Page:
By Jordan Daniels
When I first moved to Oceanside from the Bay Area, I was surprised by my new neighborhood’s lack of diversity. A Black and Jewish child raised in a multiracial community, and one of seven children from a Black father, diversity was baked into my being. It manifested itself in the smell of fried chicken and skillet potatoes from our kitchen, aromatic tikka masala across the street, and pancit and adobo a few houses down. When we left our bubble and entered a predominantly White and military-affiliated cul-de-sac, I realized I was now in the center of White suburbia.
I found solace in the North County LGBT Resource Center weekly in youth group, where I met a dynamic and diverse group of queer folk, a firm group of us identifying as Black, Indigenous or People of Color. Because we were under 21, there weren’t many spaces for us besides the annual San Diego Pride, which — though it strived to offer multiracial experiences — felt overwhelmingly White.
The county of San Diego is majority White, with Black folk representing roughly 6% of the 3.3 million people living here. While the numbers aren’t much different across the state, the displacement of Black people to the southeastern edges of the San Diego metropolitan area reinforces a paradigm that finding Black community in the center of the county, the city of San Diego, is near impossible. This paradigm seemed proven true every time I drove into the city.
While San Diego has been named a top LGBTQ city before, only 4% of the population represents this community. At the intersection of these two minorities exists the city’s population of Black and queer folk. Add in the nuance of transgender folk and those numbers get drastically lower.
Tracing other queer Indigenous and other communities of color you’ll find similar trends in San Diego, with the Latinx population being slightly higher. It makes sense being a border city, yet even combined we don’t match the amount of White queer folk in the city.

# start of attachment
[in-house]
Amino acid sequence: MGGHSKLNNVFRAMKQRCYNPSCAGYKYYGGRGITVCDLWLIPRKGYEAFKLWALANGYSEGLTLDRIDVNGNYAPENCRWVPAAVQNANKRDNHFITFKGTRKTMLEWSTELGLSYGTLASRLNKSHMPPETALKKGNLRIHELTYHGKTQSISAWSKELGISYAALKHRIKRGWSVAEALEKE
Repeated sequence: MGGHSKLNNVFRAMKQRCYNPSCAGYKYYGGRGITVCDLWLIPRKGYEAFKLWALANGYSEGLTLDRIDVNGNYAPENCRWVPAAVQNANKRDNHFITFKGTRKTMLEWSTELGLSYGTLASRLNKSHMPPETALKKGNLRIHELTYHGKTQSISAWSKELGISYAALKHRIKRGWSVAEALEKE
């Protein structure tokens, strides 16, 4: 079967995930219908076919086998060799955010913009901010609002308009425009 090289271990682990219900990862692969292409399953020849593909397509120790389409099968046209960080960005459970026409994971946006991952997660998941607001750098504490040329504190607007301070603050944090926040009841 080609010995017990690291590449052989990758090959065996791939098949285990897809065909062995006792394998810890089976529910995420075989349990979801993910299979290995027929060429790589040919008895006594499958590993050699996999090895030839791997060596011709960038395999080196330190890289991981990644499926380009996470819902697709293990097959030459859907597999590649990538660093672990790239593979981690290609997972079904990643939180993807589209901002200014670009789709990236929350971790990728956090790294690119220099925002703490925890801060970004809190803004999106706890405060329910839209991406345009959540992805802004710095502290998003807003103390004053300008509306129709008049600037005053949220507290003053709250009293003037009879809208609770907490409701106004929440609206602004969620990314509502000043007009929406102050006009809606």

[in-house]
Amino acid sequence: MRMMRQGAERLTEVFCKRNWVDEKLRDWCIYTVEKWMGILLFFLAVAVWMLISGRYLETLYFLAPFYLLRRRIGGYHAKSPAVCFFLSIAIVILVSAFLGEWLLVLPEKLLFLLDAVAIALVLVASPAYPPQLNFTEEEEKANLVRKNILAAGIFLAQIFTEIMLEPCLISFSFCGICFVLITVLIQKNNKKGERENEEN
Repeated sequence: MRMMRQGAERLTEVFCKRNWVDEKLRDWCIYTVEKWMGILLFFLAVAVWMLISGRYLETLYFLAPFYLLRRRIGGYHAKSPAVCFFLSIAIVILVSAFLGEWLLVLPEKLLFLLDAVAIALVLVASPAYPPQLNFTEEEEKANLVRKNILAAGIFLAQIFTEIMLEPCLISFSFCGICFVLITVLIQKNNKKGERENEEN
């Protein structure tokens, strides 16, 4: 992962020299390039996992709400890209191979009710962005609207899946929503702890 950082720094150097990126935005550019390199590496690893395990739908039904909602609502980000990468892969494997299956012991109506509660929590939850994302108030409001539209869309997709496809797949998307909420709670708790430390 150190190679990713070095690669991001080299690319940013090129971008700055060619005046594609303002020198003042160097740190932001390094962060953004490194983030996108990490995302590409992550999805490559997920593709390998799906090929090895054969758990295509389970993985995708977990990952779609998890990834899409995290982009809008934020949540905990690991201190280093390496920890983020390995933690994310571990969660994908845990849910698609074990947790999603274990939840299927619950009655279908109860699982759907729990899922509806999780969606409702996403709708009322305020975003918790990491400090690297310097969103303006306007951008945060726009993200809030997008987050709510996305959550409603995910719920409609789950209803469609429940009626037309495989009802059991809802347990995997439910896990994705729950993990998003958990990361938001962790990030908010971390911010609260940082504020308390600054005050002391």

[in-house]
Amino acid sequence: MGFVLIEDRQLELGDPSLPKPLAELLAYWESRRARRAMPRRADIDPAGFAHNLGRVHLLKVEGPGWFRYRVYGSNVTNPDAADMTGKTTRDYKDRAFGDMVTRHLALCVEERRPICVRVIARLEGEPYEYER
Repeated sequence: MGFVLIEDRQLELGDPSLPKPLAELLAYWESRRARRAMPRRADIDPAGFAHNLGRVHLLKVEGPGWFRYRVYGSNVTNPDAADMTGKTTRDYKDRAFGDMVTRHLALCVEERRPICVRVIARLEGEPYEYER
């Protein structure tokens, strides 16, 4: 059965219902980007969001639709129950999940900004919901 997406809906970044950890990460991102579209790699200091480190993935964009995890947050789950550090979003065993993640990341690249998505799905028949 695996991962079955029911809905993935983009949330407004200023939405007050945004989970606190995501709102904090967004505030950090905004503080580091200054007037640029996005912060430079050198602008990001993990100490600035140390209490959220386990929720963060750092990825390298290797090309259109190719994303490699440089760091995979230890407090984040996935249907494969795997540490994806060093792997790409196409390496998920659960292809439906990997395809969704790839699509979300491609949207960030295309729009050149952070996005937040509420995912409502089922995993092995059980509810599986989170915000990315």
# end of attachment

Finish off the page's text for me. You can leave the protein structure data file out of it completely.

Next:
When there’s a lack of diversity period, how does that affect those of us living at the intersections?
In 2020, there are less than a handful of dedicated Black spaces for the queer community year-round. BlacQ Space at San Diego State University centers students, and the Gender Phluid Collective hosts groups for trans, nonbinary and queer Black folk. Outside of those, there have only been a few convenings of the Black and queer community, such as the compact Black Pride zone at San Diego Pride, the tense town hall that took place at the LGBTQ Center last August, the spellbinding “Black Girl Magic” drag show — held in collaboration with BlacQ Space — that took place at Rich’s at the end of February, and the intentionally POC, trans and femme recurring dance party, “Love Affair.” To my knowledge, most of these spaces were only designed within the past few years, despite us being part of the greater community that’s been here for at least 50 years.
In the midst of the novel coronavirus pandemic, the queer community is being affected in particularly harmful ways, adding on to the already increased mental health disparities that we experience. We’re not deeply represented in film or television, we don’t have an extensive list of well-known historical figures, and we hardly see ourselves reflected in the neighborhoods we live in. As a relatively new resident of the queer-friendly University Heights, I still don’t fully see myself reflected in the neighborhood, and I certainly don’t see my Black trans family reflected or represented. If we don’t see ourselves, how can we believe that we belong?
This yearning to see us reflected in the area I live in and the spaces I exist in is exactly why I joined the board of the San Diego Black LGBTQ Coalition earlier this year.
We’re a board of five, but we each represent a facet of Black queer life, though we’re also striving to encompass so much more. Before the pandemic hit, we were planning several Black queer-and-trans-centered experiences, such as house parties, restaurant gatherings and club nights. While those plans are on pause, we’re focusing on supporting and uplifting the Black queer-and-trans experiences operating virtually around us. We’re also calibrating our role in the creation of those spaces and learning how to be more effective partners in this work so that — hopefully — next year Black queer-and-trans folk can arrive in San Diego and know that they have a thriving and vibrant community.
Diversity right now is lacking, but we’re looking forward to co-creating a community where we belong.
Jordan Daniels is the communications chair at the San Diego Black LGBTQ Coalition and lives in University Heights.
As seen in San Diego Union Tribune